Multi-Party Office

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Multi-Party Office

In 1999, WFD helped establish a shared service to provide pooled administrative and project-management capacity to the political parties with fewer seats in the House of Commons, which would have otherwise been unable to implement international programmes. 

Since, the Multi-Party Office (MPO) has supported the Liberal Democrats, the Democratic Unionist Party, Plaid Cymru and the Green Party to undertake international engagement and development programmes around the world. 

Programmes implemented by the smaller political parties in the UK House of Commons complement main Foundation programmes and the work of larger parties. By partnering with small opposition parties in countries dominated by one or two major political parties, Multi-Party Office programmes help build truly multi-party democracies. They share political experience that is relatable and can be adapted to local context by minority political parties campaigning on specific issues or representing a certain region or group. 

Multi-Party Office programmes are partnerships that share experiences, learning and best practice. Smaller UK parties work with their sister parties and regional networks to enhance internal party rules and procedures, strengthen party branches, improve membership outreach practices, adopt evidence based and inclusive policy development processes, and increase opportunities for participation by historically marginalised groups.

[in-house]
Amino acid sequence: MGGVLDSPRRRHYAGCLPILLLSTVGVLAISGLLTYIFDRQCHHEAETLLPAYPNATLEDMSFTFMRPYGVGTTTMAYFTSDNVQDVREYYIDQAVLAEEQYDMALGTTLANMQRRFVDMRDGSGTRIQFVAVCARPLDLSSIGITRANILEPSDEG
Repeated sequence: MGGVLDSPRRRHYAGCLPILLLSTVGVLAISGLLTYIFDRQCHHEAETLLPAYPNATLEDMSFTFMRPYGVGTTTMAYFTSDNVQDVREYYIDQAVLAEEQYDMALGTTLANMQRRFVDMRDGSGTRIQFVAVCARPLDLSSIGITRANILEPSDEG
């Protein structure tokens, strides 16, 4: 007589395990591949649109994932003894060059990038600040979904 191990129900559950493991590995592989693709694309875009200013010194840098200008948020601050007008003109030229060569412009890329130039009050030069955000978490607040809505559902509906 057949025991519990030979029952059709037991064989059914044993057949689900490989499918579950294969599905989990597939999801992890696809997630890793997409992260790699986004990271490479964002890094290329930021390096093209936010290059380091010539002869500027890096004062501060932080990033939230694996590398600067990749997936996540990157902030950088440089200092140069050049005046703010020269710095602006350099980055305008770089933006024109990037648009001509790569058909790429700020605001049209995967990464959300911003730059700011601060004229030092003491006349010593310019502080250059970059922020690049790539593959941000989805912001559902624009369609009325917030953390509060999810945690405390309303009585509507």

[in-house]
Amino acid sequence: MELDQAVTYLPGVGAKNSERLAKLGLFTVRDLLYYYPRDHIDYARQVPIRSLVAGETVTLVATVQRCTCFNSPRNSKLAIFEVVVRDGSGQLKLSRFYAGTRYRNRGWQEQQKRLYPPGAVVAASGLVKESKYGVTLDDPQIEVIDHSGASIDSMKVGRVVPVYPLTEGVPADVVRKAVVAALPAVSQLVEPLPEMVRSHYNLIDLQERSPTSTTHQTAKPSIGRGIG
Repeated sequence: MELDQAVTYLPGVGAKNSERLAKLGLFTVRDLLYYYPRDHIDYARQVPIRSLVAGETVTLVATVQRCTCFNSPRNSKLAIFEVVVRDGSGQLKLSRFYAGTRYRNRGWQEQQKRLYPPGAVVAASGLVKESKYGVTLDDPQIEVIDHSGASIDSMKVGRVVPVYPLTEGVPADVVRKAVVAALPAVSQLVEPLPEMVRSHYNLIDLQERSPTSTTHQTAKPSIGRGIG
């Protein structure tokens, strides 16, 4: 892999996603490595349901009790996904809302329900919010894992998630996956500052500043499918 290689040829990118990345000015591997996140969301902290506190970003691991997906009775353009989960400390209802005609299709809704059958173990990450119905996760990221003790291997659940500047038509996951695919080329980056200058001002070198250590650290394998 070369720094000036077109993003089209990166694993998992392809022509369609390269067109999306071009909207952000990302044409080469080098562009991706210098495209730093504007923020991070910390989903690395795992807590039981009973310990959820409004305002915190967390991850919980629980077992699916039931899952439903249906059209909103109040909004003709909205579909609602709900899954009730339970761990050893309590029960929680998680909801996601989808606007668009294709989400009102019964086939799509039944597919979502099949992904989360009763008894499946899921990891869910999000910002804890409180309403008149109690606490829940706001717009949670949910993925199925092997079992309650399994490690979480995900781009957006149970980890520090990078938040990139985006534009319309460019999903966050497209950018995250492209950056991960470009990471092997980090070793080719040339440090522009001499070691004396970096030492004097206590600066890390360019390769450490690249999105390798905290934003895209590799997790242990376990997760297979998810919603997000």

Liberal Democrats

In 2018, the Liberal Democrats continued their work with the Africa Liberal Network (ALN), Africa’s largest affiliation of liberal political parties, with workshops and trainings throughout the year. In May 2017, the ALN and a Lib Dem consultant provided campaign training and mentoring to a female Orange Democratic Movement (ODM) candidate and her 10-person team in Kenya in the run-up to the 2017 election.  

Building on its longstanding sister party relationship with the Democratic Alliance (DA) in South Africa, the Lib Dems undertook a two-day training in July 2017 for the DA Young Leaders’ Programme class of 2017. The training, attended by 19 participants from across South Africa, covered the areas of policy development and presentation skills. The Lib Dems supported a delegation of the top graduates from the 2017 class to attend the Alliance of Liberals and Democrats for Europe (ALDE) Congress in Amsterdam in December 2017. A series of meetings with key European liberals and international youth organisations were arranged for the graduates, with the purpose of deepening the connection between the DA and the wider liberal family and to give these two young people a sense of the wider international context and an opening into the world of international liberalism.